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AI research firm holds back on release of text generator over fears it could create fake news

A Silicon Valley research company will not release a new tool that can generate coherent text using artificial intelligence, including news articles, over fears it could be used to create fake news.

But, non-profit firm Open AI has released a smaller version of its GPT-2 text generator for researchers along with a technical paper on its tool.

The tool, which the firm says was trained on a dataset of 8m web pages (equal to 40GB) to predict the next word in a sentence can produce “realistic and coherent” text following a prompt written by a human.

Open AI said that, while tools like its own could be used for unsupervised translation and other societal benefits, AI language tools could also be used to create fake news as well as automated spam and abusive content.

The firm provided samples of articles its bot had written after being fed short prompts written by humans.

These included articles about the election of a resurrected John F Kennedy, scientists finding a herd of unicorns in the Andes and a thief stealing a train carriage with nuclear material on board.

In a blog post about the text generator, Open AI said: “Due to concerns about large language models being used to generate deceptive, biased, or abusive language at scale, we are only releasing a much smaller version of GPT-2 along with sampling code.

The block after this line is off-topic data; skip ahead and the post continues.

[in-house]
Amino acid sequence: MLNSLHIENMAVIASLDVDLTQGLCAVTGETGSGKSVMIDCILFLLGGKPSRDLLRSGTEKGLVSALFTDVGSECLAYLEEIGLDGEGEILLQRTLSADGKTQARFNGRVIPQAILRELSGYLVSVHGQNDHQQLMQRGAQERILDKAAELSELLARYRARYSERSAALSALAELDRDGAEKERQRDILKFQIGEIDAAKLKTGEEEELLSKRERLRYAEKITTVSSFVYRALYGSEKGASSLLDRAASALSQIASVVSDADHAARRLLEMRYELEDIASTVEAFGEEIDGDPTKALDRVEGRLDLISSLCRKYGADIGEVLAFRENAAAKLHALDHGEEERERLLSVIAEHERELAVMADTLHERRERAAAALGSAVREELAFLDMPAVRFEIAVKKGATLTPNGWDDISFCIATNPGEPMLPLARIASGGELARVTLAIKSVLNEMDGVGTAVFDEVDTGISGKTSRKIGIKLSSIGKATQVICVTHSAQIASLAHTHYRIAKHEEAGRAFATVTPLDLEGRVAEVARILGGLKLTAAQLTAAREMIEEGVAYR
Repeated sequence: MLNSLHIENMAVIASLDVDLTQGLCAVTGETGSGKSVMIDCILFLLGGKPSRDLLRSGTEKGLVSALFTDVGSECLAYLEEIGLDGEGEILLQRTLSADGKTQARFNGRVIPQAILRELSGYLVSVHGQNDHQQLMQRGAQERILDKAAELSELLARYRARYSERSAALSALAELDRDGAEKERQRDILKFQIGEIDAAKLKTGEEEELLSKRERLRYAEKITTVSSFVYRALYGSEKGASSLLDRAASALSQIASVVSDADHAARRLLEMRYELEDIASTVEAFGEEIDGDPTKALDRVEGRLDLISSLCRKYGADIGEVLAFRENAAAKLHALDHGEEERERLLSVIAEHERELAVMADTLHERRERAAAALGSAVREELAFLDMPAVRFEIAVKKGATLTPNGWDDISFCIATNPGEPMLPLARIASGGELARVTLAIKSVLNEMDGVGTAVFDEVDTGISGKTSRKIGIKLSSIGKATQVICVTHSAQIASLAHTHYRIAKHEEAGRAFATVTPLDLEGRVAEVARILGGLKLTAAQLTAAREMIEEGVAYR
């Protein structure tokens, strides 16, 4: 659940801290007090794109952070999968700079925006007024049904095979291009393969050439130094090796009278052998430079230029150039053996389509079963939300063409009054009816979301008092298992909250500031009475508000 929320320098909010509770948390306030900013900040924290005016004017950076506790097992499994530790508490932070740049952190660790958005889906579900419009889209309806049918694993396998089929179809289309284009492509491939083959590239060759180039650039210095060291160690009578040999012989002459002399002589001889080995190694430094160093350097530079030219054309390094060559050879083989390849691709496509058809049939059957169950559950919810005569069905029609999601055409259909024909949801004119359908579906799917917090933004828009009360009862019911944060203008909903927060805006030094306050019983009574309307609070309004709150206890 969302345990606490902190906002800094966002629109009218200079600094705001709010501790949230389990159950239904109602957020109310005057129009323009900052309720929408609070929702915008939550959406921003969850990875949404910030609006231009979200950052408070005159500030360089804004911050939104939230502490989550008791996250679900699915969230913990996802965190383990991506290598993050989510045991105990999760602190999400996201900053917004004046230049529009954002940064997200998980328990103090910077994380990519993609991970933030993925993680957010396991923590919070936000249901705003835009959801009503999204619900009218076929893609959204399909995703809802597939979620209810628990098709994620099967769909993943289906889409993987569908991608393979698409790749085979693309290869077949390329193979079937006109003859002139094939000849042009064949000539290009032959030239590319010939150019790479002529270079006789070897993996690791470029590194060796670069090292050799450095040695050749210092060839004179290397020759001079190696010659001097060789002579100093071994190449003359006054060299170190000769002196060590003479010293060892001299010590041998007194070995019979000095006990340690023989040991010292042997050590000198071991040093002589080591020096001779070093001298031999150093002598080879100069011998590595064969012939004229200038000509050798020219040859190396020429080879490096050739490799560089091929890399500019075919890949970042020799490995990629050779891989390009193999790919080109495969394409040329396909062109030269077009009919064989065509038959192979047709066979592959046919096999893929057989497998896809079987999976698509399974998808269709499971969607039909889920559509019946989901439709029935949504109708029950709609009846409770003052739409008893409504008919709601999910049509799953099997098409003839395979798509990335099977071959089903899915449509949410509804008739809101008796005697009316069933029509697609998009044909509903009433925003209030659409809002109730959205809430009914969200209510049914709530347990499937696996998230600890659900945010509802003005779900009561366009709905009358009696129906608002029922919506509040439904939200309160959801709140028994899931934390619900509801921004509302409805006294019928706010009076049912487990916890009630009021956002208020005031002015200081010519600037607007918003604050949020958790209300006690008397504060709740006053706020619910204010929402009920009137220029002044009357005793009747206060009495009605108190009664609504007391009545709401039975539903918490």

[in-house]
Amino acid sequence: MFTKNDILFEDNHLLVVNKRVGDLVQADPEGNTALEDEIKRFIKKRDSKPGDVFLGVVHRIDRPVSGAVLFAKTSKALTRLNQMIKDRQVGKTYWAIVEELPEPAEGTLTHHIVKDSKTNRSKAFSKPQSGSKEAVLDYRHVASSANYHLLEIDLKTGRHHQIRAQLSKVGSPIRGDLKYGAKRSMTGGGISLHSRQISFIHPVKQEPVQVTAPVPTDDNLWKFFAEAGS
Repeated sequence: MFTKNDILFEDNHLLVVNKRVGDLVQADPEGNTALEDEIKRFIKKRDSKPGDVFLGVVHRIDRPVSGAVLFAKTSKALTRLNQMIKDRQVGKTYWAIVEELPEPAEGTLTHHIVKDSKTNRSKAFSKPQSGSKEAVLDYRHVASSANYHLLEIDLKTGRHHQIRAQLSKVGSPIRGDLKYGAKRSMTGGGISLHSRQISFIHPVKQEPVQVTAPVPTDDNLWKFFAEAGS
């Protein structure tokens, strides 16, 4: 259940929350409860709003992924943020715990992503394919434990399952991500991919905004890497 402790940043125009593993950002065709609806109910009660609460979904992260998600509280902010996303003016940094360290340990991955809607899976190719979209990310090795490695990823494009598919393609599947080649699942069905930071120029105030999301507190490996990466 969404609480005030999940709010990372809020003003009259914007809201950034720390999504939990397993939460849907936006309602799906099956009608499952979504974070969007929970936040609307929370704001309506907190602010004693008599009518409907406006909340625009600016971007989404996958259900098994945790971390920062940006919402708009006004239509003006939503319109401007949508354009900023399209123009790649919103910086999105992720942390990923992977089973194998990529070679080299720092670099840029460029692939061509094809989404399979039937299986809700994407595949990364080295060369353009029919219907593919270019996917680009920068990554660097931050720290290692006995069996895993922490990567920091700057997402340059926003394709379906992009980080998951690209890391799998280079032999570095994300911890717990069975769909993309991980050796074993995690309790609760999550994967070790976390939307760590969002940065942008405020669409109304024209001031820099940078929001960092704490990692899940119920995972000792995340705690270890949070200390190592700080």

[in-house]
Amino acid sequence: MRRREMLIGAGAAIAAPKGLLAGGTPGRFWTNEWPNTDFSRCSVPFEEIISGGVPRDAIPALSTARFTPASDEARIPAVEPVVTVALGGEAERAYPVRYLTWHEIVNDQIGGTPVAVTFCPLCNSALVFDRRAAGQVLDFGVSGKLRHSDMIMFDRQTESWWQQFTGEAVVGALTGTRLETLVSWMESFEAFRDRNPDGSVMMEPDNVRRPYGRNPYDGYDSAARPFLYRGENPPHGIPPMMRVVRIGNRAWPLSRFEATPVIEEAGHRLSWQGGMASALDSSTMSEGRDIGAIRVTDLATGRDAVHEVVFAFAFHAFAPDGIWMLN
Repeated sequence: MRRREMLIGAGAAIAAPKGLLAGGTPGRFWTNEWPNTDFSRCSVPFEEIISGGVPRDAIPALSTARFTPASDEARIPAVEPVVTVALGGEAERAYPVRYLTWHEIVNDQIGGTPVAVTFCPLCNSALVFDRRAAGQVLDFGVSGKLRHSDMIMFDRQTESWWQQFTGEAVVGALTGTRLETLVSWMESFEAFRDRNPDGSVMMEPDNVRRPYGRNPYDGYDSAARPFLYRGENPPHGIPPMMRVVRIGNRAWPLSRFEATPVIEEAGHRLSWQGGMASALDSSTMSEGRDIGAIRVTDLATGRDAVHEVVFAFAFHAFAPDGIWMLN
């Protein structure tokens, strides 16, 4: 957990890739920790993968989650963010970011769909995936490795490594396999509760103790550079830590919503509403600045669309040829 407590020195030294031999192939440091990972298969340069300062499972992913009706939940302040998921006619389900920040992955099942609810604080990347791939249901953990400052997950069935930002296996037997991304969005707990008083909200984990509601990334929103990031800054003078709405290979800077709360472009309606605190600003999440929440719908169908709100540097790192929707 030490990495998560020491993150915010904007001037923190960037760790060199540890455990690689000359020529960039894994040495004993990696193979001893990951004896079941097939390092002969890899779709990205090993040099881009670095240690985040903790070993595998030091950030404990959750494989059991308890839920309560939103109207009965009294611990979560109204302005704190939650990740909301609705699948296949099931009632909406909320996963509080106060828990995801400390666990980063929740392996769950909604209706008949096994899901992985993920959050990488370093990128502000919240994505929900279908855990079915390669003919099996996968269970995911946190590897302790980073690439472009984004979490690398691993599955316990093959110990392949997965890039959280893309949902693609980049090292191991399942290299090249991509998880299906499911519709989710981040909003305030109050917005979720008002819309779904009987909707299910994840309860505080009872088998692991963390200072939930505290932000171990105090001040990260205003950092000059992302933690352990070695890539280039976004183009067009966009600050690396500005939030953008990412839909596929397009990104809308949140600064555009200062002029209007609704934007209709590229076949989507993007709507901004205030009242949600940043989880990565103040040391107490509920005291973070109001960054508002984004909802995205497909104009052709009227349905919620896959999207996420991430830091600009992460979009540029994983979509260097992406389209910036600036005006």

“We are not releasing the dataset, training code, or GPT-2 model weights.”

It added: “We are aware that some researchers have the technical capacity to reproduce and open source our results.

“We believe our release strategy limits the initial set of organisations who may choose to do this, and gives the AI community more time to have a discussion about the implications of such systems.”

Open AI said it would review its limited release strategy in six months time.

The AI research firm was co-founded by Tesla chief executive Elon Musk three years ago and announced it was conducting “large-scale experiments” on Microsoft’s Azure platform in November 2016.

Musk left Open AI last year, saying in a tweet: “I had to focus on solving a painfully large number of engineering & manufacturing problems at Tesla (especially) & SpaceX.

“Also, Tesla was competing for some of same people as OpenAI & I didn’t agree with some of what Open AI team wanted to do. Add that all up and it was just better to part ways on good terms.”

Open AI said that its text generator was able to produce decent samples “about 50 per cent of the time” when prompted with popular subjects, such as Brexit, but was not as effective when fed “highly technical” content.

Other faults in the tool included repetitive text, “unnatural topic switching” and making errors such as writing about fires underwater.

Picture: Pexels

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